1. Marianne January 7, 2014 at 10:43 pm

    Wow there is so much to understand. Now I guess I can see why my son has extreme tantrums that seemingly come out of nowhere. And to know that they are so sensitive to people's emotions makes so much sense. He can pick up the tiniest things about how I'm feeling and it completely affects him.

    Thank you so much for sharing this information. I had no idea.

    1. Jodi - Site Author January 8, 2014 at 1:19 am

      Yes there is a lot to understand. It can be difficult learning it all. I read a lot to try. The tantrums are difficult I'm sorry you are dealing with this, it's hard when it's our kids, kinda makes me feel helpless at times. 🙂

    2. Marianne January 8, 2014 at 4:06 am

      Helpless! That's exactly how I feel! So glad you understand 🙂

  2. miranda February 12, 2013 at 7:05 am

    Hi There

    My daughter was just diagnosed with SPD today. Thank you for sharing your story. I don't feel so alone anymore. I will definitely be doing my homework to help me understand this diagnosis more .

    1. Jodi Shaw - Site Author February 12, 2013 at 3:05 pm

      Awww Miranda I'm sorry. It's not easy getting a diagnosis, but at least now you can inform yourself and learn more about it and how to help her have the most active and best life ever! I'm here if you need me.

  3. Karen Cowper January 11, 2013 at 9:32 am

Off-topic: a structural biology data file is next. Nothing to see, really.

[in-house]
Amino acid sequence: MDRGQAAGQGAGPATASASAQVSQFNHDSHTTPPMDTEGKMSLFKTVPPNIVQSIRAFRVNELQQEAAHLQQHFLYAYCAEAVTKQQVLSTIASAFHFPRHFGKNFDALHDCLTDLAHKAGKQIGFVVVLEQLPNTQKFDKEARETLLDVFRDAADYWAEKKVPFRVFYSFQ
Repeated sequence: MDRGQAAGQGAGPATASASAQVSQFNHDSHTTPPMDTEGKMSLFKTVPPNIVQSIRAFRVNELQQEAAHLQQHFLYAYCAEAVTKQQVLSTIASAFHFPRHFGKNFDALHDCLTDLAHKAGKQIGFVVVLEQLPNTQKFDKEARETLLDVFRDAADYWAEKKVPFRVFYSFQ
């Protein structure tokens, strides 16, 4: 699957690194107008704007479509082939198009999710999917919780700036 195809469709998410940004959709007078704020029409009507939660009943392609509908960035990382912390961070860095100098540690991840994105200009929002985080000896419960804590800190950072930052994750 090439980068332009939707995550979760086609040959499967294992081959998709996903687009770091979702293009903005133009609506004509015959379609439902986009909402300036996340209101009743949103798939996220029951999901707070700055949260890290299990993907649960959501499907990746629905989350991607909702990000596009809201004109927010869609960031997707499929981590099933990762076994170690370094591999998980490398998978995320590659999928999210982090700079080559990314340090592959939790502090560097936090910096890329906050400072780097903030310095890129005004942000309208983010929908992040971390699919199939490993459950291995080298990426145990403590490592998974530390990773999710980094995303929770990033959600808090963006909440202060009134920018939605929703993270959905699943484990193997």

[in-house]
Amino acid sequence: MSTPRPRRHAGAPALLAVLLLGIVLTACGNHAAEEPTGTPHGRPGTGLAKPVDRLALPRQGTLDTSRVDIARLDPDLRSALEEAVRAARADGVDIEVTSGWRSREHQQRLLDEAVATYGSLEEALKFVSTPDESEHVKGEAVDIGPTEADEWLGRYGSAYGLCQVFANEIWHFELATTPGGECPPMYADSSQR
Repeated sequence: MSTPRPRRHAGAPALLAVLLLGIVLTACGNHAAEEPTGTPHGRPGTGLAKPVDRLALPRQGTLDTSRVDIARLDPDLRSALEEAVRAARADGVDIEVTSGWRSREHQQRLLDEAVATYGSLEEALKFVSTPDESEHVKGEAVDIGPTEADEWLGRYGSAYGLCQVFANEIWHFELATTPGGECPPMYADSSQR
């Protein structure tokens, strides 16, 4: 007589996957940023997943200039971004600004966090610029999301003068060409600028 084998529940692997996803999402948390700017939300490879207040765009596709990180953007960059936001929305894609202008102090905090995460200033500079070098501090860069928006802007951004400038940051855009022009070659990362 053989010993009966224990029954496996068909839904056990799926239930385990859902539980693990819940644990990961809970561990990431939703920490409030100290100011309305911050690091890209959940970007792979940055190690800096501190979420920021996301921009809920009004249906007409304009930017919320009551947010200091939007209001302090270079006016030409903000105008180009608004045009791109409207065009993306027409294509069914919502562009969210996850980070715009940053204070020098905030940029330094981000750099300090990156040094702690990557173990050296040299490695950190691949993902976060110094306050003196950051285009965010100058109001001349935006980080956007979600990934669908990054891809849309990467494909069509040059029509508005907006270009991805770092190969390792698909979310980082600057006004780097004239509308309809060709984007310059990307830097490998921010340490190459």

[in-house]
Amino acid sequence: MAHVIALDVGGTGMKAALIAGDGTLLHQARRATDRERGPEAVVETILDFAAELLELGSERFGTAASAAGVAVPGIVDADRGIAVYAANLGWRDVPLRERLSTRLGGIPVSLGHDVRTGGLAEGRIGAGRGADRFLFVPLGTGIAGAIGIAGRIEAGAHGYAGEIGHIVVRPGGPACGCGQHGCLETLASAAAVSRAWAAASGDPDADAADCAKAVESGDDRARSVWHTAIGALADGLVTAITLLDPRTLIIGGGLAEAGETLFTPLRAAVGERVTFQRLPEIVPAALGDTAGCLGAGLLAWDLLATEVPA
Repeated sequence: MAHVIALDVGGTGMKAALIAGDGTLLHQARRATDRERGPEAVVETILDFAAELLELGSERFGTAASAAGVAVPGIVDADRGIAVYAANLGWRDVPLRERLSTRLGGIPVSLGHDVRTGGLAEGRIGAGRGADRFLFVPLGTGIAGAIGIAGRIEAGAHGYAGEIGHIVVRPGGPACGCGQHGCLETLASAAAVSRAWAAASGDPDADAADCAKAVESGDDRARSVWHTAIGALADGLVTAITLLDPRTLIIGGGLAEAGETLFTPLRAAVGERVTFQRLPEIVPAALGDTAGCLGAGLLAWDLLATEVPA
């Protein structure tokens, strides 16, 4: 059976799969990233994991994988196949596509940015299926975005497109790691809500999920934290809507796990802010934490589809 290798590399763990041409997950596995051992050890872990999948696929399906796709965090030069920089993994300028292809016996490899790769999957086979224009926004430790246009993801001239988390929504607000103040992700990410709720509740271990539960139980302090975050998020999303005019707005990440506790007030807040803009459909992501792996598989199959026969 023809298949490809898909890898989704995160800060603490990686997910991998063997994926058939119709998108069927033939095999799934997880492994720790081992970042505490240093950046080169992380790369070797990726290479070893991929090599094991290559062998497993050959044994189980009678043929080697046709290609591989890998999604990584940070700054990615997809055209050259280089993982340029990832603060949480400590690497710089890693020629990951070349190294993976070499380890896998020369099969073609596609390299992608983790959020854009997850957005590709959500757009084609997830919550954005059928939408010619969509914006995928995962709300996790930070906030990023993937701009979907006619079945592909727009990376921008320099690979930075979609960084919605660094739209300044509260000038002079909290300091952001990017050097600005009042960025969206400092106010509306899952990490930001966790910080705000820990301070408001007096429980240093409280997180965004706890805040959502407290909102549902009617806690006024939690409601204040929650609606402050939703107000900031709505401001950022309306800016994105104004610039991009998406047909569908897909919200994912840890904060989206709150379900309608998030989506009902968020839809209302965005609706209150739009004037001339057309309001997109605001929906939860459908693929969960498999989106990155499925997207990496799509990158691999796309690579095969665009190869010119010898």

Thanks for blogging about SPD Jodi. It is such a misunderstood issue and parenting a child with SPD has unique and interesting challenges. It's a journey that makes you examine what is important in our jobs of raising our children. Our 6 year old son has SPD and each day with him keeps me mindful of the specialness of each and every one of us and how we need to celebrate the little things in life. I try to ignore the stares and comments of others, realizing that they are so focused on noticing the behaviours of others, that they have missed the most important moments and aspects of life. I hope to raise our son to be strong and confident and to be more aware of his own special talents and less aware of how others perceive him.

  4. Michele Gianetti January 9, 2013 at 7:39 pm

    Hi, I just read your blog and wanted to reach out to you. My daughter has SPD and dyspraxia and was diagnosed at 2 and is currently 15. She has made amazing gains in life but started out with the most severe SPD our initial therapist had ever seen.

    I wanted to reach out to help others with our story and as such I wrote a book titled "I Believe In You: A Mother and Daughter's Special Journey" about her life and journey and invite you to my website http://www.michelegianetti.com to read more about Elizabeth and my blog. Also, I wanted to know if you would be interested in a review copy of my book to read see if you would find it something you would recommend to your fans. thanks Michele Gianetti


    1. Jodi Shaw - Site Author January 10, 2013 at 9:44 pm

      For sure Michele and I have been to your blog a great asset for those raising a child with SPD

  5. Kristi - Finding Nin January 6, 2013 at 12:49 pm

    Wow, thank you so much for this. We've only recently seen a huge increase in my son's sensory issues. They've been there forever, but at 3 1/2, they're really starting to come out. He smells EVERYTHING – especially food. He gags (or throws up) when he sees other people eating, brushing their teeth or attempting to brush his teeth. I'm so glad you're raising awareness on this. Thanks big. 🙂

    1. Jodi Shaw - Site Author January 7, 2013 at 12:03 am

      Your welcome and thanks for reading Kristi! 🙂